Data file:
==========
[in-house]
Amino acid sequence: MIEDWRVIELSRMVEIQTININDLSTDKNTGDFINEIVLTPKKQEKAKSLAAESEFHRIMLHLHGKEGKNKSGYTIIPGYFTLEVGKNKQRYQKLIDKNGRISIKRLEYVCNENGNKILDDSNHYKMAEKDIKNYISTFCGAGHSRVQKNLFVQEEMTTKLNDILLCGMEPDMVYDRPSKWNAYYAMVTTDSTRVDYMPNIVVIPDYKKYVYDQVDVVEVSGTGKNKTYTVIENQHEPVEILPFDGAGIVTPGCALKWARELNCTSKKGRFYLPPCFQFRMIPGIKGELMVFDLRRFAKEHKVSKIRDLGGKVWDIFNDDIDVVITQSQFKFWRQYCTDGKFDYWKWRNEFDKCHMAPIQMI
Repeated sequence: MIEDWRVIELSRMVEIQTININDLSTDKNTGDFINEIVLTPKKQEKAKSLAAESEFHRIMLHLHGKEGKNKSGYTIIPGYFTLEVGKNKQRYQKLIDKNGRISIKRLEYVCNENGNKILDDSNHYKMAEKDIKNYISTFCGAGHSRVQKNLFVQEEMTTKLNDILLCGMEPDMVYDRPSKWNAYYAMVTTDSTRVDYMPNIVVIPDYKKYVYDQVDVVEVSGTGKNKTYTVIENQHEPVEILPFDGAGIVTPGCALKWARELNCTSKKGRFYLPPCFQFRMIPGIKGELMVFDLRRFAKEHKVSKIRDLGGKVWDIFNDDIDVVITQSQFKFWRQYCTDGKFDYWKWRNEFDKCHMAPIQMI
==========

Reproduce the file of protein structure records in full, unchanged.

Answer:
[in-house]
Amino acid sequence: MIEDWRVIELSRMVEIQTININDLSTDKNTGDFINEIVLTPKKQEKAKSLAAESEFHRIMLHLHGKEGKNKSGYTIIPGYFTLEVGKNKQRYQKLIDKNGRISIKRLEYVCNENGNKILDDSNHYKMAEKDIKNYISTFCGAGHSRVQKNLFVQEEMTTKLNDILLCGMEPDMVYDRPSKWNAYYAMVTTDSTRVDYMPNIVVIPDYKKYVYDQVDVVEVSGTGKNKTYTVIENQHEPVEILPFDGAGIVTPGCALKWARELNCTSKKGRFYLPPCFQFRMIPGIKGELMVFDLRRFAKEHKVSKIRDLGGKVWDIFNDDIDVVITQSQFKFWRQYCTDGKFDYWKWRNEFDKCHMAPIQMI
Repeated sequence: MIEDWRVIELSRMVEIQTININDLSTDKNTGDFINEIVLTPKKQEKAKSLAAESEFHRIMLHLHGKEGKNKSGYTIIPGYFTLEVGKNKQRYQKLIDKNGRISIKRLEYVCNENGNKILDDSNHYKMAEKDIKNYISTFCGAGHSRVQKNLFVQEEMTTKLNDILLCGMEPDMVYDRPSKWNAYYAMVTTDSTRVDYMPNIVVIPDYKKYVYDQVDVVEVSGTGKNKTYTVIENQHEPVEILPFDGAGIVTPGCALKWARELNCTSKKGRFYLPPCFQFRMIPGIKGELMVFDLRRFAKEHKVSKIRDLGGKVWDIFNDDIDVVITQSQFKFWRQYCTDGKFDYWKWRNEFDKCHMAPIQMI